Social engineering is used to commit fraud

posted by Ben Hayden on Thursday, February 21, 2019 in SHAZAM Blog

According to the 2018 Verizon Data Breach Report, the number of data breaches impacting financial institutions reduced from 24 percent to 7 percent in a year’s time, while other areas including retail, healthcare organizations, education, accommodations and the public sector have increased. Yet, we must remain vigilant.

What is social engineering

Social engineering is the psychological manipulation of people into performing actions or divulging confidential information. Victims of social engineering are tricked into doing something or divulging information they shouldn’t. Social engineering attacks are so successful that 93 percent of all data breaches can be tied to some type of social engineering.

Types of social engineering

There are four types of social engineering. They can be modified or altered in many ways and sometimes they are even delivered together as part of a large-scale attack. The four types are:

Phishing. Emails are created to appear as if they’ve been sent by a legitimate organization or person. Fraudsters gather personal information found on social media and websites and use it to create realistic messages asking the recipient to click a link, reply to or forward the email. This email might not even be the actual attack — it could be paired with another technique to enhance its realism.

SMiShing. A form of social engineering that uses text messages is known as SMiShing or smishing. When you receive a text with a link from an unrecognized number, it’s best to find the contact information from some other reliable means. Don’t click the link, instead go to the internet and find the sender’s website and phone number. Call and ask about the text. If they didn’t send the text, delete it.

Vishing. All phone users are vulnerable to vishing schemes. When a caller requests information, ask questions to be sure the call is from a reputable organization. Often these calls are placed by a person who identifies as a family member in need of money or someone requesting funds for a business purpose.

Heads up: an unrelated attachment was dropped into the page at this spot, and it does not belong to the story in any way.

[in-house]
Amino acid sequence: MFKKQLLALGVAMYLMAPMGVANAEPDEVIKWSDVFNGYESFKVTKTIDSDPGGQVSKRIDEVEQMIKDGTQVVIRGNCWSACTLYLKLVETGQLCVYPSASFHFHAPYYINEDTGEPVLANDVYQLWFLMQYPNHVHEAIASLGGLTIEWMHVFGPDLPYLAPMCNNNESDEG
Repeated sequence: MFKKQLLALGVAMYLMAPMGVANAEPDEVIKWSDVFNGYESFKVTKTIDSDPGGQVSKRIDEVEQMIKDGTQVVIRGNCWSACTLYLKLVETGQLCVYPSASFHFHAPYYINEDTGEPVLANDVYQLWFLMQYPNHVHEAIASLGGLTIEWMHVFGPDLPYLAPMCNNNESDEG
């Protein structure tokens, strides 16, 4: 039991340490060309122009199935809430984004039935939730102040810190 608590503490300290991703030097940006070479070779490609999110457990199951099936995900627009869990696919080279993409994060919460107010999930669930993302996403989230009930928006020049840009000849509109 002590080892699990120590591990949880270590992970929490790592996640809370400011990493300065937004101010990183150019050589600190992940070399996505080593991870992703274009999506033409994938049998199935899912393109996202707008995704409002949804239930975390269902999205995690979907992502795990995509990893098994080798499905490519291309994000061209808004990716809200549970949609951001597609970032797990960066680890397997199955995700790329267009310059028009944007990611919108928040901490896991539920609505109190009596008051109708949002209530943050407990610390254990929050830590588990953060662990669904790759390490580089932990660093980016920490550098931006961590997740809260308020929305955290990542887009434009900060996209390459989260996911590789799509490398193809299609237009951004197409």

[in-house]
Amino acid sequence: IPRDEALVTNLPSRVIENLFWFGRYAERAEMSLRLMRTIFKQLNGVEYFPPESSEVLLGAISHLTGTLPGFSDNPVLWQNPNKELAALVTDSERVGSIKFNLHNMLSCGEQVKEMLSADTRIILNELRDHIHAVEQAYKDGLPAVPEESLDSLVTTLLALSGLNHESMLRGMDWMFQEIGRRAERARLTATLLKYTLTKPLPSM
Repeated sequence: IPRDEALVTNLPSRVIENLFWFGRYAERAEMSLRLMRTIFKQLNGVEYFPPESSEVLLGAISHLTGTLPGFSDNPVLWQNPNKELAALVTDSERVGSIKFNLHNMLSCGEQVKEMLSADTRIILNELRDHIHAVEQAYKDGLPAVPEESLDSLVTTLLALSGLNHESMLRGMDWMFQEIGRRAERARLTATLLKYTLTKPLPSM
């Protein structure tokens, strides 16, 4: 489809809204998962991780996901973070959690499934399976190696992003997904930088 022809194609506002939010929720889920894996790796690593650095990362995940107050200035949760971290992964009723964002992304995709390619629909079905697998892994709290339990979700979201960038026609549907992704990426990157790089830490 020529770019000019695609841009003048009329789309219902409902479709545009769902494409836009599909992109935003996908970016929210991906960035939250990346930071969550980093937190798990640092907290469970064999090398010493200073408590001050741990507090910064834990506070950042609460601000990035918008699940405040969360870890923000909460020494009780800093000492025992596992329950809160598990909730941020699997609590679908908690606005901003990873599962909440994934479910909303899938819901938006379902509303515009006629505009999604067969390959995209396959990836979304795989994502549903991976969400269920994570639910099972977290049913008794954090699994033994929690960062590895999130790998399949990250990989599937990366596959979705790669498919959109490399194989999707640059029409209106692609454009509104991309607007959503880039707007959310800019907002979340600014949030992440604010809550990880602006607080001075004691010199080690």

In person. Social engineering can also occur in person. These fraudsters may represent themselves as vendors, as someone in authority or even pose as an employee. Once they gain access, they may steal documents, log in to computers or sabotage computer networks.

Protect yourself and your financial institution

Social engineering attempts appear to be authentic and can be convincing … and confusing. Don’t become a victim. Train your staff. Educate accountholders consumers. Keep fighting to reduce data breaches due to social engineering.


SHAZAM, Inc. and ITS, Inc. provide this blog for general informational purposes only. Our blog may be shared by a direct link wherein the content remains as originally presented and has not been altered. SHAZAM, Inc. and ITS, Inc. assume no responsibility for errors or omissions in the contents on the blog. By using this blog, reader agrees that the information published does not constitute nor is a substitute for legal advice which should only be sought from a qualified, licensed attorney. 


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